RTI pleas pile up
About RTI Act:
- The right to information is a fundamental right under Article 19 (1) of the Indian Constitution as per the Supreme Court in Mr. Kulwal v/s Jaipur Municipal Corporation case.
- The Right to Information Act, 2005 (RTI Act 2005) was enacted by the Indian Parliament to give legal framework to this fundamental right.
- It replaced the former Freedom of Information Act, 2002.
The Objectives of the Right to Information (RTI) Act:
- Allow the citizens of the country to question the working government.
- Promote transparency and answerability of the working government.
- Check corruption prevailing in the government to serve the citizens better.
- Make citizens well-informed about the functioning of the government system.
International Conventions on Right to Information:
- Universal Declaration of Human Rights in 1948 provided everyone the right to seek, receive, information and ideas through any media and regardless of frontiers.
- This formed the basis of Right to Information becoming part of the Fundamental Rights.
- The International Covenant on Civil and Political rights 1966 states that everyone shall have the right to freedom of expression, the freedom to seek and impart information and ideas of all kinds.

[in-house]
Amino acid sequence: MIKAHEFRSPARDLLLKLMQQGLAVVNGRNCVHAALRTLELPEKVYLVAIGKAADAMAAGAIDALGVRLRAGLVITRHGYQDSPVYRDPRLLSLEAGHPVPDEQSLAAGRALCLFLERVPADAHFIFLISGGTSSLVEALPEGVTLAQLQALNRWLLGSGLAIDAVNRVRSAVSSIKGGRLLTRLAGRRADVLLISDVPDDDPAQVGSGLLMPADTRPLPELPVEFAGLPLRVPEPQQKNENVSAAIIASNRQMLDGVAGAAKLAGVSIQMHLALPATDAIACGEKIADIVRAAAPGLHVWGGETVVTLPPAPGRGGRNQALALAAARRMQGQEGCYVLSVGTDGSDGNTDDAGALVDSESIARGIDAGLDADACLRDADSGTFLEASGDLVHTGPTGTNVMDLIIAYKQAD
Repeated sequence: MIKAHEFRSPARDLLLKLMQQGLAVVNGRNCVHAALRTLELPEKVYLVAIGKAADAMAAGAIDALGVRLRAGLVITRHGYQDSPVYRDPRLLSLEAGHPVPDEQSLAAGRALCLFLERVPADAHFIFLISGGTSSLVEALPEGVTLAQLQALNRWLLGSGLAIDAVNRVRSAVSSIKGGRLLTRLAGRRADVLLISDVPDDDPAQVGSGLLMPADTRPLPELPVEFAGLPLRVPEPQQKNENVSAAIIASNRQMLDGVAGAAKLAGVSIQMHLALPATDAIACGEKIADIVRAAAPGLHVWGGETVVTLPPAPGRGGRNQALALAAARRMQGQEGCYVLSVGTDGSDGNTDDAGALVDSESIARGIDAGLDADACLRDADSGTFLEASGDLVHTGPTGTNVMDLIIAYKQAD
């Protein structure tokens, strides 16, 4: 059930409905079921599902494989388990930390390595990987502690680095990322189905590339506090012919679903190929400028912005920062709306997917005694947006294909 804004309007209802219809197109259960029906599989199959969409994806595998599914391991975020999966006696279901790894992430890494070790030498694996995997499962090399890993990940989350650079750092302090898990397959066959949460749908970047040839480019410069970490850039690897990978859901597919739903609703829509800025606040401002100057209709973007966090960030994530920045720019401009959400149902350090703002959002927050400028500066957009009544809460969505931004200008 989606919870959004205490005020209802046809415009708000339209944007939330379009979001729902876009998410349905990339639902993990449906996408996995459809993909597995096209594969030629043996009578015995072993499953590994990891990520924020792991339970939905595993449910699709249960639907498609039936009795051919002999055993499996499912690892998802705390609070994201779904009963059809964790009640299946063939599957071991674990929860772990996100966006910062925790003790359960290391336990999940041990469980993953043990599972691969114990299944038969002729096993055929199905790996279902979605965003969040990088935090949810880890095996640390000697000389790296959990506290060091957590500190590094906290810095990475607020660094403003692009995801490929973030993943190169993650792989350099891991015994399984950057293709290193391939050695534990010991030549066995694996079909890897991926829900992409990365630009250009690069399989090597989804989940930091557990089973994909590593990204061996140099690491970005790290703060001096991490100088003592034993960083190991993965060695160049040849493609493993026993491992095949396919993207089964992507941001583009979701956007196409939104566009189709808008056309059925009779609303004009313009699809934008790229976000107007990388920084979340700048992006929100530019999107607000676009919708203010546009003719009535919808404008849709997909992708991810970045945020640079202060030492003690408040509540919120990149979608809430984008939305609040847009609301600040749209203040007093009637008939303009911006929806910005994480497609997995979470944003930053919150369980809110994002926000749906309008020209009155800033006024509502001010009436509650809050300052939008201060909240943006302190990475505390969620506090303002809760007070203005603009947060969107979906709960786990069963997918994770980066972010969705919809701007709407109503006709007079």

Rising RTI cases:
- The number of appeals and complaints pending in 2019, from data obtained from 26 information commissions was 2,18,347.
- In 2020, the number climbed up to 2,33,384 with data obtained from 23 information commissions, in 2021 the number was 2,86,325 with data from 26 commissions and in 2022, it was 3,14,323.
- The highest number of pending cases was in Maharashtra at 99,722, followed by Uttar Pradesh at 44,482, Karnataka at 30,358, the Central Information Commission at 26,724 and Bihar at 21,346.
Other matters of concern:
- Two information commissions (Jharkhand and Tripura) out of 29 across the country have been completely defunct for 29 months and 15 months respectively.
- Manipur, Telangana, West Bengal and Andhra Pradesh are without chiefs at the moment.
- Only 5% of all the positions in commissions are being occupied by women.
- Also, multiple information commissions, including the Central Information Commission, are working at reduced capacity with less than the stipulated number of members being in office.
- The commissions did not impose penalties in 95% of the cases where penalties were potentially imposable.
- This data has been collected by Satark Nagrik Sangathan, which is a citizens’ group working to promote transparency and accountability in government functioning and to encourage active participation of citizens in governance in India.